Less than three months after losing his high-profile job as CEO of First Niagara Financial Group, John R. Koelmel has re-emerged in a new leadership role where he could wield his influence in shaping Buffalo’s redevelopment.
Koelmel was named Thursday as the new president of the Sabres’ HarborCenter project in downtown Buffalo. The longtime banking executive will oversee the operations of the hockey and entertainment complex being developed by Buffalo Sabres owners Terry and Kim Pegula on the Webster Block in front of First Niagara Center.
The $170 million project will include a full-service branded hotel with 200 rooms, an upscale two-story hockey-themed restaurant, two full-size ice rinks, street-level retail space and a five-level parking ramp.
With its direct link to the Sabres arena across Perry Street, it will become the only three-rink complex in the National Hockey League. And it’s seen as a core part of the Canalside redevelopment that is transforming downtown Buffalo with four major construction projects at the same time.
“HarborCenter is a world-class game-changer and incredible development for this community. We’re beginning to see a one-of-a-kind facility that will position Buffalo as a real destination for both hockey and entertainment,” Koelmel said during a news conference Thursday to announce his hiring. “To be asked to play a lead role in fulfilling that vision, helping to make it a reality, is a tremendous honor, and I’m appropriately humbled and grateful.”
Koelmel will oversee day-to-day operations of the entire facility, including the hotel, restaurant, ice rinks and parking ramp. Officials hope to have Canisius College, a Division I hockey team, playing at the facility, and to host weekend tournaments and activities that will draw hundreds of thousands of people to the site each year.
“That’s a big business that has to be run, and fundamentally that’s what John’s job is going to be,” said Cliff Benson, the Sabres’ chief development officer and the Pegulas’ point man for their work in the community.
But the new role is much more than a glorified building manager, going beyond “core fundamental operating responsibilities” to deal with broader redevelopment, Koelmel said.
“Weighing in on what happens, how it happens, how it gets done, will be an important part of the role,” he said. “This is the linchpin for what’s happening in this particular portion of the city. It’s very important to Terry and Kim that what gets done here gets done very well, gets done in a first-class way.”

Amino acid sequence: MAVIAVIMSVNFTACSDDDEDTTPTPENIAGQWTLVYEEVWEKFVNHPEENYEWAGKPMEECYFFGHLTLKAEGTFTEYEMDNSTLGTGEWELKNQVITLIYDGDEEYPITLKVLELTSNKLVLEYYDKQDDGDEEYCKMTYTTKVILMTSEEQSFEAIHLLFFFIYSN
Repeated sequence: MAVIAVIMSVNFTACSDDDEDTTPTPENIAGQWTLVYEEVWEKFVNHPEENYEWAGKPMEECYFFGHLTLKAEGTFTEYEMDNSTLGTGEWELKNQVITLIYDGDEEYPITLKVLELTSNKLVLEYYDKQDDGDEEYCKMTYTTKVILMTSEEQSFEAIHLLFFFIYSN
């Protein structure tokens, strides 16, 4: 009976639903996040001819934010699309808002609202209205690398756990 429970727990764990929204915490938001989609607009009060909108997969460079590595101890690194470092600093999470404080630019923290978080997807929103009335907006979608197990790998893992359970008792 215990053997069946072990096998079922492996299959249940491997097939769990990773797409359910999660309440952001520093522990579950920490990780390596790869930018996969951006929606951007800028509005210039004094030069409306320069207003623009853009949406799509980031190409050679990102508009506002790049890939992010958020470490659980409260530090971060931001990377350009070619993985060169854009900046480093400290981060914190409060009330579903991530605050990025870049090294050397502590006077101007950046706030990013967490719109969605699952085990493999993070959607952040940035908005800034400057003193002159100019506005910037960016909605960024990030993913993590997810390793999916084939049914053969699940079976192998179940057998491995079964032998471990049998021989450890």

The surprise announcement marked a return to the spotlight for Koelmel after his abrupt departure from the helm of First Niagara in March amid clashes with the board of directors and investor frustration with the bank’s languishing stock performance. Both he and the bank have termed it a “mutual decision,” and he walked away with a $5 million severance package.
The Sabres were quick to tout the hiring of Koelmel as a big win, not just for them but for Western New York. A financial services veteran for over 30 years, Koelmel brings a mixture of business and leadership skills, together with community and political connections, to his new post, along with his stated commitment to the region.
“My heart’s with this city, with this geography. I’m in it to win it, for Buffalo and Western New York,” he said. The former banker readily admitted that the “core business” of running HarborCenter is vastly different than a bank. But he said the basics of business leadership are “readily transferrable.”
Additionally, he is chairman of both the New York Power Authority and Kaleida Health, and serves on the Regional Economic Development Council.
“There’s no doubt that John would have had opportunities to go many places with his background,” Benson said. “The fact that we can keep somebody here of John’s caliber, of his reputation in the community, and the opportunity for us to work with him, is very, very exciting. … It’s like getting the No. 1 draft pick.”
An Orchard Park native who graduated from College of the Holy Cross, Koelmel spent 26 years at international audit, tax and consulting firm KPMG LLP in Buffalo, rising to managing partner of upstate New York operations. He retired in 2000 and joined Financial Institutions in Warsaw as chief administrative officer but left after two years. He joined First Niagara as chief financial officer in 2004 and was named CEO in 2006 after the board ousted Paul Kolkmeyer.
Over seven years, he built the onetime Lockport Savings Bank into a super-regional behemoth with over $36 billion in assets and 430 branches in four states. During his tenure at the bank – now the second-largest in Buffalo and among the top 25 U.S.-based banks – he also oversaw its rise as a corporate citizen.
“Just making sure everything happens with this big hole in the ground is a full-time job,” Benson said, gesturing with this thumb to the windows overlooking the construction. “When those tower cranes go up, you’ll know that we really mean business, because they’re going to take up the whole skyline.”
The HarborCenter’s ice rinks, restaurant and retail stores are scheduled to open in September 2014, with the hotel set to open in the spring of 2015.